According to the September 19th Washington Post article, the divorce rate in New Delhi, the capital city of India has almost doubled. The main reason being the western cultural influence. An influence absorbed by thousands of immigrants that empowers its women to speak out against injustice “[In Korea] 66.7% of divorces in 2003 were initiated by women, compared to 30.6% by men.” Injustice that in Nigeria would typically have been looked at as a necessary sacrifice. A sacrifice that Elizabeth made for years as she was physically abused in her own home by the very same man that promised to love her for better for worse. But Elizabeth stayed. She fought hard but could never overcome the strength of her monstrous husband, who in unpredictable but intermittent emotional rage proceeded to beat her night after night. An act that occurred in the full view of her children and a nation slowly awakening to the rights of a woman. For nights she cried but culture and religion chose to keep quiet. Family members wandered around like they never saw the bruises or heard the cries…a norm in Africa now frowned upon by legions of Nigerian re-immigrants. It was in that same state that Mary found herself. What started out as an American dream for Mary turned into a nightmare, like Elizabeth, Mary was exposed to nights of physical abuse. But unlike Nigeria her new community chose to listen to her cries, chose to see her wounds and chose to stand up against her injustice. Using the power of divorce, Mary opted out of her nightmare. Taking with her a two year old child. Mary had overcome her abusive husband, but now had to overcome the world as single mother faced with the gargantuan task of raising a child. Mary tried her best, but like Mike another child was bred confused and lost, a cultural embarrassment to the elders of Nigeria and another ubiquitous by-product of a western culture saturated with divorce.

What should Mary have done, should she have sacrificed herself for the mirage of a quasi marriage? That question is answered with a startling “no” by Nigerian female immigrants to America. Who frown at the thought of staying in an abusive marriage. A thought that is often preceded with the mindset of an independent woman. A woman whose idea of marriage is one in which both husband and wife are equally responsible for the financial and social aspects of the family. But in the traditional definition of marriage that has never been the case. The man has always been marked as the head of the household with a woman there to support him. But this trend of female independence is fast engulfing the Nigerian landscape as the typical definition of an obedient African woman is now replaced with that of an empowered woman or as Fela Anikulapo Kuti would say an empowered sophisticated lady. In his upbeat hit song “Lady,” Fela takes a satirical look at this trend comparing and contrasting between a typical African woman and the newly evolving westernized African woman. In his song he portrays the African woman as one willing to accept the man as the master, but the “Lady” on the other hand is soiled with western influence and believes the man should wash plates and share in the household chores.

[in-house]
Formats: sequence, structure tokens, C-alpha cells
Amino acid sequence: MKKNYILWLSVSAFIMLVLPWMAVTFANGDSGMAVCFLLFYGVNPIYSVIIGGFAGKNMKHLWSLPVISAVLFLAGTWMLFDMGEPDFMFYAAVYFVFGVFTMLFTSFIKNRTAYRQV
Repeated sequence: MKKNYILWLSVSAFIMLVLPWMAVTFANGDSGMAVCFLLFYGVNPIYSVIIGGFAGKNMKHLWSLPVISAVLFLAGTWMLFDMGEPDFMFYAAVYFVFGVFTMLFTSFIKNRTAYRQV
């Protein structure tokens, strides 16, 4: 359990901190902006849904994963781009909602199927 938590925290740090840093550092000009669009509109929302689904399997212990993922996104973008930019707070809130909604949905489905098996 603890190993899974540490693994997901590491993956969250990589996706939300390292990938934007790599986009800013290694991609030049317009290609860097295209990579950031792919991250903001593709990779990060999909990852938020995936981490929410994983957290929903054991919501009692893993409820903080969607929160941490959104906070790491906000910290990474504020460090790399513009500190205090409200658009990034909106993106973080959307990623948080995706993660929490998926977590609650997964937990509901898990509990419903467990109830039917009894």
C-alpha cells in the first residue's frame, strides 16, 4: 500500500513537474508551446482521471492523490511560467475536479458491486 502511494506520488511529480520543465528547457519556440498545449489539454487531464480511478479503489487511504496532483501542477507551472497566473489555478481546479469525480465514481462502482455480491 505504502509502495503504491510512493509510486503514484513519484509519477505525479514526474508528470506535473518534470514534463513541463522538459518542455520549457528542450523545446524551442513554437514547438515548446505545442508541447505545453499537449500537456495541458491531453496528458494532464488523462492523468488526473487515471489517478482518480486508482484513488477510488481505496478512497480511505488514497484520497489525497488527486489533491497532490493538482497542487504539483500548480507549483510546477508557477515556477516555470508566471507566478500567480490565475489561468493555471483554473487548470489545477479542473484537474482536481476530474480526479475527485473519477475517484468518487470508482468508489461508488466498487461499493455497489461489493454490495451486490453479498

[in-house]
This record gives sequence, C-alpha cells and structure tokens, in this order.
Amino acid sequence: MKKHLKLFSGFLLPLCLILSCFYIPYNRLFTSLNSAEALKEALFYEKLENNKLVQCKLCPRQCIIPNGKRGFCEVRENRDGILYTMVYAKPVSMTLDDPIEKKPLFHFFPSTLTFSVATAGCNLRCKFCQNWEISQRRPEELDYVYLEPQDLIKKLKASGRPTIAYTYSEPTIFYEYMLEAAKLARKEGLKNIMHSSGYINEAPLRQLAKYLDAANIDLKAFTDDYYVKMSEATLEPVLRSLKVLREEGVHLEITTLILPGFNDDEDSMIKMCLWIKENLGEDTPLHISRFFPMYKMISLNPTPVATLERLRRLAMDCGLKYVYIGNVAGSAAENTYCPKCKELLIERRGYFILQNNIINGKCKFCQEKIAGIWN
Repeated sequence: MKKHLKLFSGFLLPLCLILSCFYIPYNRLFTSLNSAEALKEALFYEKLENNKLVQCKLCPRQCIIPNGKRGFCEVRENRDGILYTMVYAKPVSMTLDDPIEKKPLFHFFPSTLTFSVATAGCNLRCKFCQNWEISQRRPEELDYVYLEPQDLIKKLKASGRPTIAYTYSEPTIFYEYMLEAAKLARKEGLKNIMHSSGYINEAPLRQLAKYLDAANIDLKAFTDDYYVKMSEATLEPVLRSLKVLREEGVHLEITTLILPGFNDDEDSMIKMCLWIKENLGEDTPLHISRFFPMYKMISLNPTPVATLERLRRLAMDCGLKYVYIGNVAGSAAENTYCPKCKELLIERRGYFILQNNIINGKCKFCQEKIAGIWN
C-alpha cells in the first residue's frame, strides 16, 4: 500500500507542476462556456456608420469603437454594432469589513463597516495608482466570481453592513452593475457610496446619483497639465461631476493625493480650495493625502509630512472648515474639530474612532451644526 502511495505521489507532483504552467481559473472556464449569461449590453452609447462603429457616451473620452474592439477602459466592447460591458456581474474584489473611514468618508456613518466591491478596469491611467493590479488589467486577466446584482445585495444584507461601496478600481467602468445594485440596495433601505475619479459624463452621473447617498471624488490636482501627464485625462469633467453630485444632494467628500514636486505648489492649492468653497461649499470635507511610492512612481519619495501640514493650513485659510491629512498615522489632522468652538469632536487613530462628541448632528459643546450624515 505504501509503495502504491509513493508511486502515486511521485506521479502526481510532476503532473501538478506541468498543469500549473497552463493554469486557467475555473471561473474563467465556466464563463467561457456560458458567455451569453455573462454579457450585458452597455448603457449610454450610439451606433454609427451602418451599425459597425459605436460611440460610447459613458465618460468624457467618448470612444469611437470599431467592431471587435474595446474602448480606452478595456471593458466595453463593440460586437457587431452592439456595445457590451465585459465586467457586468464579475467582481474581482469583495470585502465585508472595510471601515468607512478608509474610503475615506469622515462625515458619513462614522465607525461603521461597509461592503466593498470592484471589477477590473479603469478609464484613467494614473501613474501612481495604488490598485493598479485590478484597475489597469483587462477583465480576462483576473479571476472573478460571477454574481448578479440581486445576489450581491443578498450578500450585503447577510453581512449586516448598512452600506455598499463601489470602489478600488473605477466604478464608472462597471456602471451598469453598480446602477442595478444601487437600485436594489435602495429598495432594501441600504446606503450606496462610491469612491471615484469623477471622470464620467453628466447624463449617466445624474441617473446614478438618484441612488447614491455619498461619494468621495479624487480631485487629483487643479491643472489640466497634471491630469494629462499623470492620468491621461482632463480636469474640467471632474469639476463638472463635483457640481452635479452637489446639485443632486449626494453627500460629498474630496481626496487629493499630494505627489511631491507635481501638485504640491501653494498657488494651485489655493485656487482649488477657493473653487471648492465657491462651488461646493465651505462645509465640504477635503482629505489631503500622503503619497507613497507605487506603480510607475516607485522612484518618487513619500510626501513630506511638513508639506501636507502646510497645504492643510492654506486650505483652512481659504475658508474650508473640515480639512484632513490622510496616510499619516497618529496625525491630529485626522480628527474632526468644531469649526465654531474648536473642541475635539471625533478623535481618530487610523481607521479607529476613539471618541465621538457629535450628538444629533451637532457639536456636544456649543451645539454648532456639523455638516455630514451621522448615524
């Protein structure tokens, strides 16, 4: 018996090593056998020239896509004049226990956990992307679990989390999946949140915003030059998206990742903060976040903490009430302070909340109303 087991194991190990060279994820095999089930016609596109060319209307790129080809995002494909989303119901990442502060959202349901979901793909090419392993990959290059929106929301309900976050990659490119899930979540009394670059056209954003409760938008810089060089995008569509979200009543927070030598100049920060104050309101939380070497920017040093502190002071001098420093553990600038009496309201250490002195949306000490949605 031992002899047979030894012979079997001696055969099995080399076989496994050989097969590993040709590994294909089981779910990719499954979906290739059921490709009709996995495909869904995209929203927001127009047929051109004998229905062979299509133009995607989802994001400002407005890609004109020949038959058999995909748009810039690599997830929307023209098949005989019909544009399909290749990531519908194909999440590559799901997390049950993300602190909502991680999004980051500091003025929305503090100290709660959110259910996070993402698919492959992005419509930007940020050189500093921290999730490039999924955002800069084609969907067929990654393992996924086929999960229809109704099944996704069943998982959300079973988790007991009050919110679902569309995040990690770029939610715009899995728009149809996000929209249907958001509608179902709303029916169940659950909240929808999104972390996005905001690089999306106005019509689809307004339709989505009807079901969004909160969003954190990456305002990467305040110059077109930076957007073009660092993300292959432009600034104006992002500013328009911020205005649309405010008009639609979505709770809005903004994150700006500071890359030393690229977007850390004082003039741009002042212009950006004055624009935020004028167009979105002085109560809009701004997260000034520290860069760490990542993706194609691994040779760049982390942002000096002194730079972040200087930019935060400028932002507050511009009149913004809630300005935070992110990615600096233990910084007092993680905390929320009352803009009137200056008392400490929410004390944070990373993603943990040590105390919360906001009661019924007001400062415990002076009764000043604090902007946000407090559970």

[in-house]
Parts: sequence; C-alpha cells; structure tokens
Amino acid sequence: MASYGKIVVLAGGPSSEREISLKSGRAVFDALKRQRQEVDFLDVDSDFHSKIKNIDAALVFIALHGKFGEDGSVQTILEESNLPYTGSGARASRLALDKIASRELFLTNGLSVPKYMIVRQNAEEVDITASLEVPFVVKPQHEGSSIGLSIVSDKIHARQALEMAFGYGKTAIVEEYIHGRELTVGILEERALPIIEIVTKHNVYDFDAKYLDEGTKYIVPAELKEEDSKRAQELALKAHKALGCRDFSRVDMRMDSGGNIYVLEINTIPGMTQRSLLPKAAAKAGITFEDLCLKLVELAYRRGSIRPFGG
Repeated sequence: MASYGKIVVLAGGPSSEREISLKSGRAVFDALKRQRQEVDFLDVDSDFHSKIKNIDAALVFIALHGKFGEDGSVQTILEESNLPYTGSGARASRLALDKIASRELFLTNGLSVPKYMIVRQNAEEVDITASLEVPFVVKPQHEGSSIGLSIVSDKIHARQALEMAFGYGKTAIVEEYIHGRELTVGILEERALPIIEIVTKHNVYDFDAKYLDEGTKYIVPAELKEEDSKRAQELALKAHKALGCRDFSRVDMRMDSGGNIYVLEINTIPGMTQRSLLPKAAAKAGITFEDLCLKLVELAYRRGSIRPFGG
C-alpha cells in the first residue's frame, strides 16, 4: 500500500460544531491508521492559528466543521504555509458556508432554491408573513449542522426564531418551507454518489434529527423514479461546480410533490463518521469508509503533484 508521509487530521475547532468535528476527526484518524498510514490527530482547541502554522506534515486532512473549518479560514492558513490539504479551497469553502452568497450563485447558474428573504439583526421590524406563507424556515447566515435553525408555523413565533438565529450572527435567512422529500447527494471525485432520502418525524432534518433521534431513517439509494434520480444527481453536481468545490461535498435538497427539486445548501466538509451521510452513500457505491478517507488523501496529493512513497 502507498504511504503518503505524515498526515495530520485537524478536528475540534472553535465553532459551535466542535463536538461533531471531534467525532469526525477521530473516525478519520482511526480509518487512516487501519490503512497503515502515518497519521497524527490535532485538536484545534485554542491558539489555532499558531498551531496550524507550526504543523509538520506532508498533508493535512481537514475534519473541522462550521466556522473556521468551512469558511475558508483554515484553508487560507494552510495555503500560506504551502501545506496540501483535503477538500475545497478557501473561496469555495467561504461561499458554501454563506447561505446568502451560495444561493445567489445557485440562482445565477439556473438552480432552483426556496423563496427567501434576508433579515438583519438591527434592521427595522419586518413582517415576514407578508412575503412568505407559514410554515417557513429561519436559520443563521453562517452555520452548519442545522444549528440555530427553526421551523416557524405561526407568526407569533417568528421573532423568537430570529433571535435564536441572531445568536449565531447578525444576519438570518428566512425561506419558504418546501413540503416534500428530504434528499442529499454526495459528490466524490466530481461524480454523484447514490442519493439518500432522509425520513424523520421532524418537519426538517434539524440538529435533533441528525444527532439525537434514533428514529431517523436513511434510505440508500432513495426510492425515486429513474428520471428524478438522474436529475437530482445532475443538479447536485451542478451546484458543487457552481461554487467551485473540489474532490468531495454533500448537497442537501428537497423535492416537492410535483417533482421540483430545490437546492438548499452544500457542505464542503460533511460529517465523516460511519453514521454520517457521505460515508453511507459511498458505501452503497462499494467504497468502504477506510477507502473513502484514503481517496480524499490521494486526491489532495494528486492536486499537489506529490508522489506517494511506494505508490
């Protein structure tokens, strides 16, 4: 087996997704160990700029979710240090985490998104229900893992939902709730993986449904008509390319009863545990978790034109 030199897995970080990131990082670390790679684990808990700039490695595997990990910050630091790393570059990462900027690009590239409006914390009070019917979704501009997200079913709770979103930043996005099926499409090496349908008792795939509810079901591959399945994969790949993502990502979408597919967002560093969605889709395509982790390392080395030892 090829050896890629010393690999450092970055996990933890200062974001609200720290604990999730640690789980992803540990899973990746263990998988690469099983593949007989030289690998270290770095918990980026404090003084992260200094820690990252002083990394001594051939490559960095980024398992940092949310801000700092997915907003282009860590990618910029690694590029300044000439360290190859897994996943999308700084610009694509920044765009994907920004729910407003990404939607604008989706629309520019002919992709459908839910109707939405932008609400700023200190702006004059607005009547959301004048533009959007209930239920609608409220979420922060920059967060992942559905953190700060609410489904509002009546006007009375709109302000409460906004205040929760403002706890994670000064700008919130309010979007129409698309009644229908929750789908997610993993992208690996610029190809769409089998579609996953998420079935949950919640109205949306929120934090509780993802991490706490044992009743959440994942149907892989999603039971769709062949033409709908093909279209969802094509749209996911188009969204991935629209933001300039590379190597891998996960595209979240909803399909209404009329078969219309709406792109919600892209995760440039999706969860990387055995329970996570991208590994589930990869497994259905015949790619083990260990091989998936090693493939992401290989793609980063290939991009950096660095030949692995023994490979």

Excerpt’s Of “Lady” by Fela:
African woman go dance she go dance the fire dance
She know him man na Master
She go cook for am
She go do anything he say
But Lady no be so

So what is best? A woman that sacrifices herself to uphold a family, or a woman that speaks up against palpable injustice. I don’t know the answer, I wish I did. But as I stare at that girl swaddled in the warm linen of blankets with that glistened look in her eyes. I can’t help but think about Mike. Who shall we produce what shall we become? I don’t know but in the cold of the night I come to realize that part of the solution lies in me. The man.

Okechukwu Ofili